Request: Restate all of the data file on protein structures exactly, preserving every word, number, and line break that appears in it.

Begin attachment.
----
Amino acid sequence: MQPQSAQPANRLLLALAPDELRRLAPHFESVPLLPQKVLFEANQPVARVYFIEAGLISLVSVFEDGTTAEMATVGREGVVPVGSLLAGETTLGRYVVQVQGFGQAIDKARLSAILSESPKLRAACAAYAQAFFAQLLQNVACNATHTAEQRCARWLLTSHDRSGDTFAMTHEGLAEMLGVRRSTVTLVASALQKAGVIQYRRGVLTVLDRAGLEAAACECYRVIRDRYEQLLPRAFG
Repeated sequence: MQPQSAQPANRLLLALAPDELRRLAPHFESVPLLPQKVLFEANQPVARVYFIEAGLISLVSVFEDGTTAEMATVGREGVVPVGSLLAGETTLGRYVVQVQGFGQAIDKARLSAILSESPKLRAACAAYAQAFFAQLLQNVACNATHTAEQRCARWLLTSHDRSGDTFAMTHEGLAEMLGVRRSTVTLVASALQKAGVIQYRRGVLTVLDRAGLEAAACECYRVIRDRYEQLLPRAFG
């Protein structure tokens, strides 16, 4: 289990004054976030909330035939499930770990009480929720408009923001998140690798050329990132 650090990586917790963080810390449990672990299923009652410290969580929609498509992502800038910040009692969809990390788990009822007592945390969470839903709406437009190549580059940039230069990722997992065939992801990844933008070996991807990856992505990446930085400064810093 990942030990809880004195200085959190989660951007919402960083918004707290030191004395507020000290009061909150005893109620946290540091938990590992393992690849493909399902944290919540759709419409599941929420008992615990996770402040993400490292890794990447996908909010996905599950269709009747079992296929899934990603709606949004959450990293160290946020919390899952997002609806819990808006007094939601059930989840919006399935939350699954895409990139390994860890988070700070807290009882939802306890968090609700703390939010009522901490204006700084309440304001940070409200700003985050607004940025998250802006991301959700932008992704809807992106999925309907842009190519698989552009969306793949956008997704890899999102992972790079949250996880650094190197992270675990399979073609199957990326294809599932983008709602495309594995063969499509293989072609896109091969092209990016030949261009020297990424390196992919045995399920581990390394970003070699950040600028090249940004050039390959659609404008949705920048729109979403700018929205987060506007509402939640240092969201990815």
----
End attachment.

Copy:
Amino acid sequence: MQPQSAQPANRLLLALAPDELRRLAPHFESVPLLPQKVLFEANQPVARVYFIEAGLISLVSVFEDGTTAEMATVGREGVVPVGSLLAGETTLGRYVVQVQGFGQAIDKARLSAILSESPKLRAACAAYAQAFFAQLLQNVACNATHTAEQRCARWLLTSHDRSGDTFAMTHEGLAEMLGVRRSTVTLVASALQKAGVIQYRRGVLTVLDRAGLEAAACECYRVIRDRYEQLLPRAFG
Repeated sequence: MQPQSAQPANRLLLALAPDELRRLAPHFESVPLLPQKVLFEANQPVARVYFIEAGLISLVSVFEDGTTAEMATVGREGVVPVGSLLAGETTLGRYVVQVQGFGQAIDKARLSAILSESPKLRAACAAYAQAFFAQLLQNVACNATHTAEQRCARWLLTSHDRSGDTFAMTHEGLAEMLGVRRSTVTLVASALQKAGVIQYRRGVLTVLDRAGLEAAACECYRVIRDRYEQLLPRAFG
């Protein structure tokens, strides 16, 4: 289990004054976030909330035939499930770990009480929720408009923001998140690798050329990132 650090990586917790963080810390449990672990299923009652410290969580929609498509992502800038910040009692969809990390788990009822007592945390969470839903709406437009190549580059940039230069990722997992065939992801990844933008070996991807990856992505990446930085400064810093 990942030990809880004195200085959190989660951007919402960083918004707290030191004395507020000290009061909150005893109620946290540091938990590992393992690849493909399902944290919540759709419409599941929420008992615990996770402040993400490292890794990447996908909010996905599950269709009747079992296929899934990603709606949004959450990293160290946020919390899952997002609806819990808006007094939601059930989840919006399935939350699954895409990139390994860890988070700070807290009882939802306890968090609700703390939010009522901490204006700084309440304001940070409200700003985050607004940025998250802006991301959700932008992704809807992106999925309907842009190519698989552009969306793949956008997704890899999102992972790079949250996880650094190197992270675990399979073609199957990326294809599932983008709602495309594995063969499509293989072609896109091969092209990016030949261009020297990424390196992919045995399920581990390394970003070699950040600028090249940004050039390959659609404008949705920048729109979403700018929205987060506007509402939640240092969201990815």